| May 25, 2006

Nature Reflections

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Nature Reflections - May 25, 2006

Nature's hidden bounty

by Jean Griffin

Spring - the time when nature seems to be most bountiful, arousing our senses by bringing fresh colours to the landscape, bursts of songs of birds to fields and forests, brief sightings of young animals as they emerge from dens, and new yet-old fragrances of rain-washed fields and forests - a time to be refreshed and renewed.

Every year when spring arrives we experience once again all that we had seen, heard, smelled or touched in other years. Yet each fresh new flower, each colourful returning migrant bird, each young animal, each early butterfly, each form of life that appears is new and an opportunity to learn again the wonders of nature.

Sometimes nature surprises us! We think we know the landscape and what it holds for us to see. But nature has a way of hiding some of its secrets, and unless we look and listen we may not really know what is there.


Early shrubs that appear are the Serviceberries or as some call them the Juneberries or Shadbushes. And for years I have readily recognized two species - the Downy and the Smooth Serviceberry - which are the first two to open. Then this spring I realized I have been overlooking another that opens just a few days later - because it looked similar I had been assuming it was the same. A lesson learned!

How many times have you looked at the White or Red Trilliums, and enjoyed their colours, and after the flower has faded assumed that all the remaining leaves are those of that two. A friend learned last year not to be thus deceived. While doing some work he happened to disturb the leaves and to his surprise, there was a flower hidden under the leaf canopy. What he had found was a Nodding Trillium, a trillium that blooms later than the other two, and whose flower remains hidden under the protection of the leaves. I went to see it this week, and it is a beautiful little flower - white, with pink anthers, with recurved petals. Another lesson!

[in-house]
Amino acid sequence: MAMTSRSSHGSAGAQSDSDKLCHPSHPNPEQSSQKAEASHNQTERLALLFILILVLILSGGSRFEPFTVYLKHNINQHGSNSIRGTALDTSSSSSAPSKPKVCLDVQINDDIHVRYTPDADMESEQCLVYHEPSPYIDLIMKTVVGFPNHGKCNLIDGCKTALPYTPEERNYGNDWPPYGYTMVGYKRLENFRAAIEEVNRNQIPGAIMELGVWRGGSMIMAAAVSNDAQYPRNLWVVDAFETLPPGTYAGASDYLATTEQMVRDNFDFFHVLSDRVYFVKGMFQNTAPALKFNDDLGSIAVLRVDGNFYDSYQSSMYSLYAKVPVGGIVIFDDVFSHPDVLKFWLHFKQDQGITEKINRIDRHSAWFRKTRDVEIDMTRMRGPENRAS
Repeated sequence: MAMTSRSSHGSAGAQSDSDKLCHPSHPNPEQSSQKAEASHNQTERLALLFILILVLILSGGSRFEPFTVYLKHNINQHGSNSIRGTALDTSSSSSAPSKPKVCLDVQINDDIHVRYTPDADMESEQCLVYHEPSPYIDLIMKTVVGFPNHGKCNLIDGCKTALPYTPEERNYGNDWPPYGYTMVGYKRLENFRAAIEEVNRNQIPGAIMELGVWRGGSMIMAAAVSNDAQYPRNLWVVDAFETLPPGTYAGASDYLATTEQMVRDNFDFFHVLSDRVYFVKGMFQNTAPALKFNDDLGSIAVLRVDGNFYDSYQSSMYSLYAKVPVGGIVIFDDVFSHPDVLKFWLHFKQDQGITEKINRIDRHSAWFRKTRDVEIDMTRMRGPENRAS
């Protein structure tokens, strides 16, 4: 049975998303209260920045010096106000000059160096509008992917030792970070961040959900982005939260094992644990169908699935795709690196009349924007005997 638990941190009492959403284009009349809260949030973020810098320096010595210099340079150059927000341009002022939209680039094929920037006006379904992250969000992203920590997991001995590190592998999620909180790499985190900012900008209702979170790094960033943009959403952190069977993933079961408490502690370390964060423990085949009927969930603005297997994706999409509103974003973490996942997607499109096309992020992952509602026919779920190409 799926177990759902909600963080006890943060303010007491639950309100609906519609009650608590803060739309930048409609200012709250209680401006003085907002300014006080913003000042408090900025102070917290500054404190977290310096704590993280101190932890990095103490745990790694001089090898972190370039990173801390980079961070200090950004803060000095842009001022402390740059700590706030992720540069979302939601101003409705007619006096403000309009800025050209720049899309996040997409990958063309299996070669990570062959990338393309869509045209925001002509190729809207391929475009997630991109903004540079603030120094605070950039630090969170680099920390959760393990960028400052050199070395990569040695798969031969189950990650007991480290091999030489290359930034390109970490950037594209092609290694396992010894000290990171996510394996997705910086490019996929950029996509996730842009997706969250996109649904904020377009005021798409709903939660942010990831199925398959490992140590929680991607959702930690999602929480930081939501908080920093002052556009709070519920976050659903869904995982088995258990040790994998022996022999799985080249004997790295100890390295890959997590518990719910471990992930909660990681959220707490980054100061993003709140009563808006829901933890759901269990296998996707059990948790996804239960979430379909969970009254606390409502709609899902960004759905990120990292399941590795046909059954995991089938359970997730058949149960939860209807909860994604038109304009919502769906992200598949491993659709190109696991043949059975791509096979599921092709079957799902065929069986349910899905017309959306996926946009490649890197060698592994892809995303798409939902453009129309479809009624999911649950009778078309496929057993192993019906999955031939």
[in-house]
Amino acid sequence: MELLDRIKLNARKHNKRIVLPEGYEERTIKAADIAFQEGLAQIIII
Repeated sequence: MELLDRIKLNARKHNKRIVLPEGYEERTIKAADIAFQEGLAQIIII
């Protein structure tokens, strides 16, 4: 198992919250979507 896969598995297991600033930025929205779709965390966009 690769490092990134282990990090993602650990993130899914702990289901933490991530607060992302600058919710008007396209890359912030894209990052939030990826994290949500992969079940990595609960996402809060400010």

Many insects are protected from predators by camouflage and it may mean we never see them - unless we stop and look.

Turn over rocks or rotting trees that have been lying on the ground, and there may be a salamander, or a snake there you have not noticed before. (If you do turn over rocks, etc., put them back afterwards so life can continue for what is there).

And so in spring we enjoy all that we have enjoyed the past years, but need to stop, look and listen and recognize what nature has to offer that we may have been missing!

Observations: Sandy Hallam, Crow Lake , says hummingbirds, a wren and a bluebird have proved spring has returned. Sandy also had a pair of Pileated Woodpeckers fly by, and reports a large owl with an impressive wing span - most probably a Great Horned. Share your sightings; call Jean at 268-2518 or email This email address is being protected from spambots. You need JavaScript enabled to view it.

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